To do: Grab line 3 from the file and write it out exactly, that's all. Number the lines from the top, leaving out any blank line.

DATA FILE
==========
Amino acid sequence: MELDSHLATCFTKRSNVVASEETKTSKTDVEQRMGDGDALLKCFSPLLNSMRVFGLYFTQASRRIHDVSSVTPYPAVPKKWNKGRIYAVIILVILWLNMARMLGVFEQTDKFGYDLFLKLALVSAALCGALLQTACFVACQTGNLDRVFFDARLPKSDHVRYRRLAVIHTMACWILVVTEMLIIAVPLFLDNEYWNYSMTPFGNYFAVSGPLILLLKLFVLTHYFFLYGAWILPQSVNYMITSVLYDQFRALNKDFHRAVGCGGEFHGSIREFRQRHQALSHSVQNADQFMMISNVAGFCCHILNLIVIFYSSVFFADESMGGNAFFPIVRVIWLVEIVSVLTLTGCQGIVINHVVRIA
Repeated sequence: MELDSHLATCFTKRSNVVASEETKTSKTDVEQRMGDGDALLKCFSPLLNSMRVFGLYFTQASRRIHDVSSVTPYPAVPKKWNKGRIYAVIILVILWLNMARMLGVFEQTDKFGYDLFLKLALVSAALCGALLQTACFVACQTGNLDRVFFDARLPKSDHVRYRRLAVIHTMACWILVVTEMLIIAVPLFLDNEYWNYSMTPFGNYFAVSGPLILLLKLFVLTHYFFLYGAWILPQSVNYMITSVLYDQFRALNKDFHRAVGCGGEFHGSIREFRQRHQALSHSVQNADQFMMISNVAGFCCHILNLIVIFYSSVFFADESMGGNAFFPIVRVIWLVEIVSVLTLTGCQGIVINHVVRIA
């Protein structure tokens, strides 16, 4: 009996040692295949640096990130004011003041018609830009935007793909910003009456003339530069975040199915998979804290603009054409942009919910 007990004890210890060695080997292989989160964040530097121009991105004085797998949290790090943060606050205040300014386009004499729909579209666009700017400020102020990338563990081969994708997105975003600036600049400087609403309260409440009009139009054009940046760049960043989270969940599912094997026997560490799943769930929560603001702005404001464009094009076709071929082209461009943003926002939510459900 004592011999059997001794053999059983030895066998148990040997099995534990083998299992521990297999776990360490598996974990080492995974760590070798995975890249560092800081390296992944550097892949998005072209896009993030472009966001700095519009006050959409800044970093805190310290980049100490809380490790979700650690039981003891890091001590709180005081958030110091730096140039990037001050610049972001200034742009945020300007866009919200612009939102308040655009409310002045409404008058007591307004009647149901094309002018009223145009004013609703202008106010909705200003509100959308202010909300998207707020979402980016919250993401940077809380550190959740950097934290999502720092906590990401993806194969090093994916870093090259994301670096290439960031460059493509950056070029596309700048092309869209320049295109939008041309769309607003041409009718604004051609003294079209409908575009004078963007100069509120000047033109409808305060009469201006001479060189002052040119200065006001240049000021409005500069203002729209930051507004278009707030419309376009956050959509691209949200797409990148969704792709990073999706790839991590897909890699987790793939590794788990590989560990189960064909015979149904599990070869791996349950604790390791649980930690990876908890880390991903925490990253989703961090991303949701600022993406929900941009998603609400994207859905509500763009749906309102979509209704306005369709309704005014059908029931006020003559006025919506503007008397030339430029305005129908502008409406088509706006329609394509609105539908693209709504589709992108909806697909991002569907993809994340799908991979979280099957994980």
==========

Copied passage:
């Protein structure tokens, strides 16, 4: 009996040692295949640096990130004011003041018609830009935007793909910003009456003339530069975040199915998979804290603009054409942009919910 007990004890210890060695080997292989989160964040530097121009991105004085797998949290790090943060606050205040300014386009004499729909579209666009700017400020102020990338563990081969994708997105975003600036600049400087609403309260409440009009139009054009940046760049960043989270969940599912094997026997560490799943769930929560603001702005404001464009094009076709071929082209461009943003926002939510459900 004592011999059997001794053999059983030895066998148990040997099995534990083998299992521990297999776990360490598996974990080492995974760590070798995975890249560092800081390296992944550097892949998005072209896009993030472009966001700095519009006050959409800044970093805190310290980049100490809380490790979700650690039981003891890091001590709180005081958030110091730096140039990037001050610049972001200034742009945020300007866009919200612009939102308040655009409310002045409404008058007591307004009647149901094309002018009223145009004013609703202008106010909705200003509100959308202010909300998207707020979402980016919250993401940077809380550190959740950097934290999502720092906590990401993806194969090093994916870093090259994301670096290439960031460059493509950056070029596309700048092309869209320049295109939008041309769309607003041409009718604004051609003294079209409908575009004078963007100069509120000047033109409808305060009469201006001479060189002052040119200065006001240049000021409005500069203002729209930051507004278009707030419309376009956050959509691209949200797409990148969704792709990073999706790839991590897909890699987790793939590794788990590989560990189960064909015979149904599990070869791996349950604790390791649980930690990876908890880390991903925490990253989703961090991303949701600022993406929900941009998603609400994207859905509500763009749906309102979509209704306005369709309704005014059908029931006020003559006025919506503007008397030339430029305005129908502008409406088509706006329609394509609105539908693209709504589709992108909806697909991002569907993809994340799908991979979280099957994980």